Issue 19 - May/June 2008

Lockdown Series 4


6 x 52 MINS In High Definition

Popular "prison series Lockdown returns for a fourth outing. To date, three episodes have been confirmed. Three more will follow in this season.


1. Stateville Correctional, Chicago, Illinois
Built in 1925, and aging badly, Stateville Correctional is a dangerous place filled with dangerous men, nearly all serving 20 years minimum. Half are in for murder and another quarter are serving time for violent crimes. For many, the thing that makes life bearable are family, loved ones, girl friends, and friends in general – but it’s a struggle. Simkatyah Winfield is a drug dealer doing 60 years for murder – but he’s also devoted dad. Yet how can he really act as a good parent behind bars, especially now that his 17-year-old daughter is pregnant? It’s a question that obsesses him. Terry Dibble, a convicted murderer doing 45 years, doesn’t have any kids. But he’s in love with a young woman in the free world, introduced to him by his mom. But Dibble’s just been moved north to Stateville, several hundred miles away from them both. His only hope: convincing a judge in an upcoming hearing to transfer him back to his old prison, which is far closer. Some inmates look beyond the gates of the prison to sustain them. Other inmates, some gay inmates in particular, are trying just to be themselves behind bars, without getting punished for it. Gregory Crowder is an openly gay inmate who’s inside for murder. He’s already had bad times behind bars. While an inmate at Cook County Jail in Chicago, he was beaten and raped by three corrections officers. In Stateville, Crowder’s problem is finding a cellmate who is not vocally, violently homophobic. Guiding us through Stateville is 16-year veteran Sgt. Baldwin who expresses the importance of the outside world to inmates and how it keeps them sane. It turns out family, romance, and friendship are the things that make life go around, even among “the worst of the worst.”

2. First 90
Prison is tough, but some say getting out is even tougher. Most inmates leave prison with less than $200 in hand and must find a job and a bed before the money runs out. Crime, gangs, and drugs tempt ex-cons struggling to make good, and all it takes is one bad decision for them to land right back behind bars. Over 50 per cent of all ex-felons will return to prison within a year of release. After serving fourteen years, 37-year-old Donovon Green has just been released onto the mean streets of L.A. County. Green entered the penal system a gangbanger, armed robber, and violent felon, but he believes he’s undergone a transformation behind bars. Green’s eager to get a paying job and, most importantly, prove himself to his 16-year-old daughter Eva. Unlike most parolees, Donovon Green is going to actually have a place to live when he gets out – with his mom. His family is loving, but Donovon feels responsible for abandoning them 14 years earlier. At the same time, Green has very high expectations for his life outside – maybe too high. Green’s never been on the Internet or even used a cell phone. And with carjacking and armed robbery on his life’s resume, who is going to hire him? Donovon wants to put the gangbanging life behind him, but if he can’t find work, he may be reduced to stealing to survive. Another crime would mean a third strike on his record, landing Green back in the slammer… this time, for good. For the remainder of his life, but especially for these first crucial 90 days, Green has to walk the straight and narrow. He has to learn be a model citizen – and fast. And that won’t be easy.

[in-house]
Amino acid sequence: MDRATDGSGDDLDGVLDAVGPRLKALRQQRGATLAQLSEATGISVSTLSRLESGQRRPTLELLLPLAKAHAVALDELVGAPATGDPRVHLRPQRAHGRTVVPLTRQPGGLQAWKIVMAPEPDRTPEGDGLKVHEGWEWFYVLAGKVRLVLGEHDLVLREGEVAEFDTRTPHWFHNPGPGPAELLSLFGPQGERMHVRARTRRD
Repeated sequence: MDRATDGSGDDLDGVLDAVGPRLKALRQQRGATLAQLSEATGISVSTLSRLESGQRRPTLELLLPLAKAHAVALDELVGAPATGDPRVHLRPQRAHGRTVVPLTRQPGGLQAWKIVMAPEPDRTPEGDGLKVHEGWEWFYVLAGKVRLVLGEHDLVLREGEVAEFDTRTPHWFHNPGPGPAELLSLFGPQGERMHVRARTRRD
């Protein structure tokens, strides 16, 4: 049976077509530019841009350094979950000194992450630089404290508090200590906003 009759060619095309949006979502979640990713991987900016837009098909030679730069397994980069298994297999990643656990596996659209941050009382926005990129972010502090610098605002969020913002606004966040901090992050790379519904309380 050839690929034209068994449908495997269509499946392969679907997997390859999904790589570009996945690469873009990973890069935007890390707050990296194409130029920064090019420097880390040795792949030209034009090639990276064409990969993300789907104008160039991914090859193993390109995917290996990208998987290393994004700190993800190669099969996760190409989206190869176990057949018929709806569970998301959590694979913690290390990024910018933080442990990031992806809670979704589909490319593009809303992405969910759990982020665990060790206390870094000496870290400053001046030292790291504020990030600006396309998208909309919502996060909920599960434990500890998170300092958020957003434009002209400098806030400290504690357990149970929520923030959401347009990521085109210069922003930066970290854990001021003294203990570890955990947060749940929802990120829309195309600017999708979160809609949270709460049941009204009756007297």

3. Rehab/Wayne County Jail, Detroit, Michigan
Detroit, Michigan. Ranked twelfth for rape, second for violent crimes, and number one for murder, it easily wins the title America’s most dangerous city. So how do you stop crime in the nation’s most crime-ridden metropolis? With jails, of course. Putting the bad guys behind bars. But what if there are too many bad guys and too few cells – and they all keep coming back. The Wayne County Sheriff’s Department, which runs Detroit’s jails, has embarked on an ambitious, innovative program to use jail time to fight crime in a new way – by rehabilitating some of the city’s most persistent repeat offenders. It all takes place behind bars, in the confines of the Wayne County Jail. Using detox, intensive therapy, and counselling, Wayne County Jail targets drug-addicted prostitutes, women thieves, drug dealers and other female felons, and men who beat their wives and girlfriends for serious help. The rehab treatments last for weeks, sometimes months. The women’s stories are horrifying and heart-rending – while the wife beaters work out their demons in sessions marked with rage and confrontation. After completing the jail programs, the inmates then spend time in community halfway houses. This is when the inevitable happens. Many inmates jump ship and disappear back into the depths of the Motor City. But for Wayne County Jail officials, it doesn’t mean failure. In fact, they expect inmates to be lured back into drugs and crime. They have a special 20-person team called the Tether Unit. Their job it is to go out onto the streets to collar these lapsed offenders. Once caught, these prisoners will be given a choice: go through the program again – or do hard time. It works: many of the prisoners eventually give up the criminal life for good. Dedicated to breaking the cycle of crime, Wayne County Jail is giving Detroit’s felons a chance to remake their lives – and help, step by step, to turn their ruined neighbourhoods around.